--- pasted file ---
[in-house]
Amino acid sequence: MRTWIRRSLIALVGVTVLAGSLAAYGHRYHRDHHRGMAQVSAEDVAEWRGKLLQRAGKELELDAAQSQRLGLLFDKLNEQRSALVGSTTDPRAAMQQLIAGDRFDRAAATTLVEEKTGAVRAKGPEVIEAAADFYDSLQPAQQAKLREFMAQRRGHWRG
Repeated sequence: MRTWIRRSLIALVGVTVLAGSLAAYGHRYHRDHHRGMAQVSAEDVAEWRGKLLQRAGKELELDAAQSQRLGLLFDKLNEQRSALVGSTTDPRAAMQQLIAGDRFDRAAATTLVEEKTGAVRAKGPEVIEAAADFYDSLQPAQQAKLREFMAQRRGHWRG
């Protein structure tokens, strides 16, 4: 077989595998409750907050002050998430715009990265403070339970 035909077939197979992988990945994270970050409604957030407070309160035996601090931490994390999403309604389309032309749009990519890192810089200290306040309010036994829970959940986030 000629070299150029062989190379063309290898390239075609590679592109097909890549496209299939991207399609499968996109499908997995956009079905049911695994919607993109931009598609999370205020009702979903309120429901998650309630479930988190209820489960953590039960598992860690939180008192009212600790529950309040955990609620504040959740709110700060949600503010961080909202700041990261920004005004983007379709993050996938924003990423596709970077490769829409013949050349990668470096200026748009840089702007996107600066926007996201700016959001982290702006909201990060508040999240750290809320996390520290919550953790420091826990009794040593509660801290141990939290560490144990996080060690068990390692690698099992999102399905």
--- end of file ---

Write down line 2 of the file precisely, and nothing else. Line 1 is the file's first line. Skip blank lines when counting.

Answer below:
Amino acid sequence: MRTWIRRSLIALVGVTVLAGSLAAYGHRYHRDHHRGMAQVSAEDVAEWRGKLLQRAGKELELDAAQSQRLGLLFDKLNEQRSALVGSTTDPRAAMQQLIAGDRFDRAAATTLVEEKTGAVRAKGPEVIEAAADFYDSLQPAQQAKLREFMAQRRGHWRG